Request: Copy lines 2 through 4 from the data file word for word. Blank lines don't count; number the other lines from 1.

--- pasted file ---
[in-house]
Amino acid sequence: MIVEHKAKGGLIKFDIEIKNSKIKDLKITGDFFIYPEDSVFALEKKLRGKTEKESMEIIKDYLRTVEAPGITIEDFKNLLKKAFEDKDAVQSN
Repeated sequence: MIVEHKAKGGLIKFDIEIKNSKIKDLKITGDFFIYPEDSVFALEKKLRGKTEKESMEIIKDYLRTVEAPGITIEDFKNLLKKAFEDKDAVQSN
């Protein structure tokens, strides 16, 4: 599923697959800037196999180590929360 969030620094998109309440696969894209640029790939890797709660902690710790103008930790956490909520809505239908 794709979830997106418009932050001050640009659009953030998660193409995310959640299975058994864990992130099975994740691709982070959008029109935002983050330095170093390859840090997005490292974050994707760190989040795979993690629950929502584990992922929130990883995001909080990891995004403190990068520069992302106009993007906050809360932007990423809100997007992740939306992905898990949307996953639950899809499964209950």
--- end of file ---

Amino acid sequence: MIVEHKAKGGLIKFDIEIKNSKIKDLKITGDFFIYPEDSVFALEKKLRGKTEKESMEIIKDYLRTVEAPGITIEDFKNLLKKAFEDKDAVQSN
Repeated sequence: MIVEHKAKGGLIKFDIEIKNSKIKDLKITGDFFIYPEDSVFALEKKLRGKTEKESMEIIKDYLRTVEAPGITIEDFKNLLKKAFEDKDAVQSN
């Protein structure tokens, strides 16, 4: 599923697959800037196999180590929360 969030620094998109309440696969894209640029790939890797709660902690710790103008930790956490909520809505239908 794709979830997106418009932050001050640009659009953030998660193409995310959640299975058994864990992130099975994740691709982070959008029109935002983050330095170093390859840090997005490292974050994707760190989040795979993690629950929502584990992922929130990883995001909080990891995004403190990068520069992302106009993007906050809360932007990423809100997007992740939306992905898990949307996953639950899809499964209950």